Be my guest: Tastes Like Victory – Gasthaus zum Sieg
For savory Gulasch, Gasthaus zum Sieg is the real deal.
Gasthaus zum Sieg is a real-life Beisl (bistro), not an “Original Vienna Kitchen” (in six languages), nor cutely restyled for hipsters seeking an “authentic experience.” There has been a Gasthaus (tavern) in this quiet corner of the 2nd district since 1763, re-named Zum Sieg (At the Sign of Victory) after Napoleon’s defeat at the battle of Aspern near Vienna in 1809. Walk in any time of the day or night and you can expect a cheerful nod from innkeeper Franz Tomsits at the bar. Order a drink before taking off your coat and there’ll be a freshly drawn, foam-topped Krügel by the time you’re sitting down. Their house wine comes in a no-nonsense Viertel (quarter liter) mug – a very acceptable alternative at an equally no-nonsense price of €2.80.
The atmosphere is familial, with regulars scattered around the half dozen tables. Every day, they serve two or three freshly cooked Wiener Leibgerichte (traditional dishes) but one of them is always the Gulasch, that beloved, naturalized transplant from Hungary.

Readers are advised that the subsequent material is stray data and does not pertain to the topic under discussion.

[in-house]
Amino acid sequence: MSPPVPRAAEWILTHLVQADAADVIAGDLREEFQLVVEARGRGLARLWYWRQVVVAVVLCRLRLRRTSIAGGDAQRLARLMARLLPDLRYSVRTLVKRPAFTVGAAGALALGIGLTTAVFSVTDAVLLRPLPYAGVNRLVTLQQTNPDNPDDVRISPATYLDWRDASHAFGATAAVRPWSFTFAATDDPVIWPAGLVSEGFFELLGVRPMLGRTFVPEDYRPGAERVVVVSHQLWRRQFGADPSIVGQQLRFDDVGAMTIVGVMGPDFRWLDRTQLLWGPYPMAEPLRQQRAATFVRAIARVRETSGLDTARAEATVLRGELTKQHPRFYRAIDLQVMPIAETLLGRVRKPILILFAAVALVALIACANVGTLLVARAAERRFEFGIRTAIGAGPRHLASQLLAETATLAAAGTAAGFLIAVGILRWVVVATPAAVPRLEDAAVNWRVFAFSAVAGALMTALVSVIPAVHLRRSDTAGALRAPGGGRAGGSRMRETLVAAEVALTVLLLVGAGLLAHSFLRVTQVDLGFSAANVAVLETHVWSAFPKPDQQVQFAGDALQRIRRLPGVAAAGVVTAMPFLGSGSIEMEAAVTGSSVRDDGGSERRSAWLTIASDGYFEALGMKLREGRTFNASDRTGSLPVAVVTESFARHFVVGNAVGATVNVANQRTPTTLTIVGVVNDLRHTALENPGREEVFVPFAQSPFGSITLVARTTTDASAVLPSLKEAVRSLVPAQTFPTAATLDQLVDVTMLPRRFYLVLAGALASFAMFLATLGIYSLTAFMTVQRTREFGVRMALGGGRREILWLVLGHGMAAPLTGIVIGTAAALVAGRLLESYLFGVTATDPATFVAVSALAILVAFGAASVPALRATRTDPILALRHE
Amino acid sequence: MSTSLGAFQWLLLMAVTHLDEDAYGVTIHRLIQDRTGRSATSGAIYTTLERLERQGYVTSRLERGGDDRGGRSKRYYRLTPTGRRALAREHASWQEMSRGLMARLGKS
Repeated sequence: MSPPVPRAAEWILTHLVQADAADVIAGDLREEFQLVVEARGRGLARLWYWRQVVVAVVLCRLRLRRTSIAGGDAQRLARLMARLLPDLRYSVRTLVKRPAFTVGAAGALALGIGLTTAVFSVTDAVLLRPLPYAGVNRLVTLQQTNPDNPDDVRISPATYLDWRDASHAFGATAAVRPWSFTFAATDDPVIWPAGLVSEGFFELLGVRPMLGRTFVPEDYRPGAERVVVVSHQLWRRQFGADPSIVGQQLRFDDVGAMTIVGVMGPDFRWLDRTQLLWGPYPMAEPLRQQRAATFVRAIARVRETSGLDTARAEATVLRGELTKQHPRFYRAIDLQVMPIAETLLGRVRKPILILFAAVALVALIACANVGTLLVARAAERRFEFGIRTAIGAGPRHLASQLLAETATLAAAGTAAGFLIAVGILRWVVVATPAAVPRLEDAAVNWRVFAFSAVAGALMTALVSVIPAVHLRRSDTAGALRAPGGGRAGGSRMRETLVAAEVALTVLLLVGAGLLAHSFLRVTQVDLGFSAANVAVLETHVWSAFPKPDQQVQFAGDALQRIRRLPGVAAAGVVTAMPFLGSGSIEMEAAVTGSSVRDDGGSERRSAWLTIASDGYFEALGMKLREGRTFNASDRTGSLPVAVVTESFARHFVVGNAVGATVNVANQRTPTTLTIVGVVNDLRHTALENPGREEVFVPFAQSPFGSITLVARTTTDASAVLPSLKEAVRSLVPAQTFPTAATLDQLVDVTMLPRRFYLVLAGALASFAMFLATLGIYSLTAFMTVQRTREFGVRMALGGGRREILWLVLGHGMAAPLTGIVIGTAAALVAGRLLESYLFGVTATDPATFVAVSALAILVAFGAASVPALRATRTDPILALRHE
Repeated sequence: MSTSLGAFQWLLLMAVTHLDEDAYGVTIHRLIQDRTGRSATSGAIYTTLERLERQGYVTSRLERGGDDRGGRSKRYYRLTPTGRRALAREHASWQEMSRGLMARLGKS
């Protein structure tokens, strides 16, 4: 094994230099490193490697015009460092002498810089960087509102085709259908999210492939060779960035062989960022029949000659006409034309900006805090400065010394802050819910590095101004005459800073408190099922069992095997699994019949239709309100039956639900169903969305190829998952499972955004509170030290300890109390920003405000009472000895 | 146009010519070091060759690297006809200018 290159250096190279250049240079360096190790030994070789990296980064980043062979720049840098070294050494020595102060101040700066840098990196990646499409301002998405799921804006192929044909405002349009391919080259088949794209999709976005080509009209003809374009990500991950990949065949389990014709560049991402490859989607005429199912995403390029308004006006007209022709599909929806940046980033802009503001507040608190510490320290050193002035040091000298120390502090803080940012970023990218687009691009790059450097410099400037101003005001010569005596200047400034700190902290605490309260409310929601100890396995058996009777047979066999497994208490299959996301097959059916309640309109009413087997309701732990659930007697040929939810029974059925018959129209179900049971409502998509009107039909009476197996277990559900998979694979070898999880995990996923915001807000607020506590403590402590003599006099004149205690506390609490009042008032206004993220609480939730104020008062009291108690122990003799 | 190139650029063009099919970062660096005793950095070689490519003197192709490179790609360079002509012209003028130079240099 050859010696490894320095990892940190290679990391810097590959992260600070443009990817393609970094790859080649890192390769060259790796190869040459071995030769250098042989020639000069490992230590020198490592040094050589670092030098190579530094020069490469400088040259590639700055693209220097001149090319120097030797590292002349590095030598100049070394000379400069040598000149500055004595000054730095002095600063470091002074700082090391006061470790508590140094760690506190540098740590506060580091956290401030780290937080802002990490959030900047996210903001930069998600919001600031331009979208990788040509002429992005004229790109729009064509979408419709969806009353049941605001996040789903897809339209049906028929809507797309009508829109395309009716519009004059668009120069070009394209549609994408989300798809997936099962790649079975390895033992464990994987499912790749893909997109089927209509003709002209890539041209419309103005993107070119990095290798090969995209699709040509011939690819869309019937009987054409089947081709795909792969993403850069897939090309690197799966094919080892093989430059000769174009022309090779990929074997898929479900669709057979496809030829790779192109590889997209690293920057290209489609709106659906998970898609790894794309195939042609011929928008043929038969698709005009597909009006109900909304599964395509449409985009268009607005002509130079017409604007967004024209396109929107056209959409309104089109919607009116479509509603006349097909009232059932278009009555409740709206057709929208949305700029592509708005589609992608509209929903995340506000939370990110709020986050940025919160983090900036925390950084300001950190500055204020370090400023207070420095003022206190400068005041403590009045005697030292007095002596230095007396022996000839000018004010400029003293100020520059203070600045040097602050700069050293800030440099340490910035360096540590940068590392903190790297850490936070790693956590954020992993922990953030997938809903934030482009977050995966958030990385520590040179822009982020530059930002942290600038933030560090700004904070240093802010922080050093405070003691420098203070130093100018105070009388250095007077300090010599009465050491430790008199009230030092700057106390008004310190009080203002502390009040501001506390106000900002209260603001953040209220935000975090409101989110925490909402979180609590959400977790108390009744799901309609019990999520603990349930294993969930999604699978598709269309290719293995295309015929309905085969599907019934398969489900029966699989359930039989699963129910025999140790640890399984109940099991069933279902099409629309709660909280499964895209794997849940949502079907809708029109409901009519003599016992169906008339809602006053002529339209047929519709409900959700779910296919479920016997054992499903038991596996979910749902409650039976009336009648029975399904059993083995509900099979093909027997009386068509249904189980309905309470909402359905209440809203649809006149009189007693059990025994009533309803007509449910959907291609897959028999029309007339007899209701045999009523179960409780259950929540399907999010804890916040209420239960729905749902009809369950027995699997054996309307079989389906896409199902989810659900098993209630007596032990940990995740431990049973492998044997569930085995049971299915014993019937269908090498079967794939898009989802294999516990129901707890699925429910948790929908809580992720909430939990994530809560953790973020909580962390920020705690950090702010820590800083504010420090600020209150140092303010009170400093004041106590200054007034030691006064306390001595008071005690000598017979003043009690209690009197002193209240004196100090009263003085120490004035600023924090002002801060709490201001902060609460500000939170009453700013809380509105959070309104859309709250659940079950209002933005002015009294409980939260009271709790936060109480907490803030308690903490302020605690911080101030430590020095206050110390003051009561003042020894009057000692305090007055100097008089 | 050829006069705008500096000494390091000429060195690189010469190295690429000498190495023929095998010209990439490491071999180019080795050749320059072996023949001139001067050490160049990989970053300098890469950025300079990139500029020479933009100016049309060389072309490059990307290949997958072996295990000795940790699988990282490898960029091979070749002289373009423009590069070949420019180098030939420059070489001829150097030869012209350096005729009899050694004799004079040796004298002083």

Not for delicate veggies, Tomsits has been cooking it after his mother’s recipe for the last 25 years: This steaming plate of tender beef is best accompanied by a Semmel or Salzstange (breadrolls) to mop up the delicious paprika-infused juices. Vitamin requirements are met by a sliced pickle. Mahlzeit!
Gasthaus zum Sieg
2., Haidgasse 8
(01) 214 46 53
Sat 9:00-14:00 & 17:00-22:00
Recipe: Gulasch zum Sieg (Allow 3-4 hours)
Gulasch zum Sieg © Lennart Horst
(Serves 15-20; divide by four to serve four generously)
3 kg onions
1 head of garlic
4 kg stewing beef, chopped into cubes (Wadschunken in local dialect)
200 g paprika edelsüß (sweet), finely ground – not spicy hot!
1/8 l vinegar
10 g marjoram
1 tablespoon caraway seeds (Kümmel)
½ l beef broth
2-3 dried chilies
¼ l flour and water
Fry the onions in a large pot in a margarine and oil mixture on the lowest heat setting until golden brown (about ¾ hour).
Add paprika, quench with vinegar immediately.
Now add the marjoram (a variety of oregano), caraway seeds and chopped beef, salt and generously pepper; simmer on low heat for a half hour.
Add beef broth (a soup cube will do) – just enough to partially cover the meat, simmer another hour (top up with beef broth if necessary).
Add 2-3 dried chilies and a whole head of pressed garlic for the last hour.
Cover with the water and flour mix and stir well shortly before serving.